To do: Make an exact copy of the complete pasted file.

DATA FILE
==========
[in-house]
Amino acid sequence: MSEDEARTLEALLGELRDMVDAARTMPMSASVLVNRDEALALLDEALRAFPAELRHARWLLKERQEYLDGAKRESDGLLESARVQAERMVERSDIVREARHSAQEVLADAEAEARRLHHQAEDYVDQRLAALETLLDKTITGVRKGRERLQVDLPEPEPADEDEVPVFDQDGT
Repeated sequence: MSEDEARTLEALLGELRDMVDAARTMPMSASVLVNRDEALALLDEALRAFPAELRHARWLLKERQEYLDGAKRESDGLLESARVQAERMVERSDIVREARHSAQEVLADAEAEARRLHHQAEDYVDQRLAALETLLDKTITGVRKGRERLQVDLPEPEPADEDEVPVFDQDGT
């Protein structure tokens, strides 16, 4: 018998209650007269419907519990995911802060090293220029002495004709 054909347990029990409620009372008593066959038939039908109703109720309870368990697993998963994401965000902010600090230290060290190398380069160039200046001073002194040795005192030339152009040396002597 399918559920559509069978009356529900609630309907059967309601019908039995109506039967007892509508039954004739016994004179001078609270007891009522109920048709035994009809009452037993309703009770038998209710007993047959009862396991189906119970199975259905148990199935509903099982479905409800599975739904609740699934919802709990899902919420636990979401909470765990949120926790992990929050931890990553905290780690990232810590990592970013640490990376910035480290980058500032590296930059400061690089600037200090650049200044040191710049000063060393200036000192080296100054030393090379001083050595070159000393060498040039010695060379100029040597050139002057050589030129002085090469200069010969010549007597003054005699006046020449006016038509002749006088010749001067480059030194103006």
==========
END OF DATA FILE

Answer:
[in-house]
Amino acid sequence: MSEDEARTLEALLGELRDMVDAARTMPMSASVLVNRDEALALLDEALRAFPAELRHARWLLKERQEYLDGAKRESDGLLESARVQAERMVERSDIVREARHSAQEVLADAEAEARRLHHQAEDYVDQRLAALETLLDKTITGVRKGRERLQVDLPEPEPADEDEVPVFDQDGT
Repeated sequence: MSEDEARTLEALLGELRDMVDAARTMPMSASVLVNRDEALALLDEALRAFPAELRHARWLLKERQEYLDGAKRESDGLLESARVQAERMVERSDIVREARHSAQEVLADAEAEARRLHHQAEDYVDQRLAALETLLDKTITGVRKGRERLQVDLPEPEPADEDEVPVFDQDGT
């Protein structure tokens, strides 16, 4: 018998209650007269419907519990995911802060090293220029002495004709 054909347990029990409620009372008593066959038939039908109703109720309870368990697993998963994401965000902010600090230290060290190398380069160039200046001073002194040795005192030339152009040396002597 399918559920559509069978009356529900609630309907059967309601019908039995109506039967007892509508039954004739016994004179001078609270007891009522109920048709035994009809009452037993309703009770038998209710007993047959009862396991189906119970199975259905148990199935509903099982479905409800599975739904609740699934919802709990899902919420636990979401909470765990949120926790992990929050931890990553905290780690990232810590990592970013640490990376910035480290980058500032590296930059400061690089600037200090650049200044040191710049000063060393200036000192080296100054030393090379001083050595070159000393060498040039010695060379100029040597050139002057050589030129002085090469200069010969010549007597003054005699006046020449006016038509002749006088010749001067480059030194103006």